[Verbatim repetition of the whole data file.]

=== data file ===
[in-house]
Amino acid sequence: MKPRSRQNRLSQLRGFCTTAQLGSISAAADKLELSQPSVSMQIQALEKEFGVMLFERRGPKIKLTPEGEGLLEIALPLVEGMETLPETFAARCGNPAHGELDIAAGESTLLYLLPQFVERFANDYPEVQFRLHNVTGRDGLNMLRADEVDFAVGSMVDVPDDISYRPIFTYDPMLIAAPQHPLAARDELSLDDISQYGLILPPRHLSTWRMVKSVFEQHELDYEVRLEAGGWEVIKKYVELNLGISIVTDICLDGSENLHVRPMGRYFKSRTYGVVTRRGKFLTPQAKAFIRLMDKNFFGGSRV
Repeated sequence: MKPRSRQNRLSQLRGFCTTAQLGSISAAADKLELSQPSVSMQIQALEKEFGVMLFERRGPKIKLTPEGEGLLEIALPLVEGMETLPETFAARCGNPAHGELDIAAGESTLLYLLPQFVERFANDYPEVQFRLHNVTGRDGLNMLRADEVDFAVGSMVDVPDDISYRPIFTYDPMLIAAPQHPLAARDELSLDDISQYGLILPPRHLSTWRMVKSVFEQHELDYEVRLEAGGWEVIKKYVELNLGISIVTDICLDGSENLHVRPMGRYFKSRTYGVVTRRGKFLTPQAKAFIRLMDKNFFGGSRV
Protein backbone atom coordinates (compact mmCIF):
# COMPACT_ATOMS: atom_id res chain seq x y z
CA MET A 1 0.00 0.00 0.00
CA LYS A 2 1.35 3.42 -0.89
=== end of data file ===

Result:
[in-house]
Amino acid sequence: MKPRSRQNRLSQLRGFCTTAQLGSISAAADKLELSQPSVSMQIQALEKEFGVMLFERRGPKIKLTPEGEGLLEIALPLVEGMETLPETFAARCGNPAHGELDIAAGESTLLYLLPQFVERFANDYPEVQFRLHNVTGRDGLNMLRADEVDFAVGSMVDVPDDISYRPIFTYDPMLIAAPQHPLAARDELSLDDISQYGLILPPRHLSTWRMVKSVFEQHELDYEVRLEAGGWEVIKKYVELNLGISIVTDICLDGSENLHVRPMGRYFKSRTYGVVTRRGKFLTPQAKAFIRLMDKNFFGGSRV
Repeated sequence: MKPRSRQNRLSQLRGFCTTAQLGSISAAADKLELSQPSVSMQIQALEKEFGVMLFERRGPKIKLTPEGEGLLEIALPLVEGMETLPETFAARCGNPAHGELDIAAGESTLLYLLPQFVERFANDYPEVQFRLHNVTGRDGLNMLRADEVDFAVGSMVDVPDDISYRPIFTYDPMLIAAPQHPLAARDELSLDDISQYGLILPPRHLSTWRMVKSVFEQHELDYEVRLEAGGWEVIKKYVELNLGISIVTDICLDGSENLHVRPMGRYFKSRTYGVVTRRGKFLTPQAKAFIRLMDKNFFGGSRV
Protein backbone atom coordinates (compact mmCIF):
# COMPACT_ATOMS: atom_id res chain seq x y z
CA MET A 1 0.00 0.00 0.00
CA LYS A 2 1.35 3.42 -0.89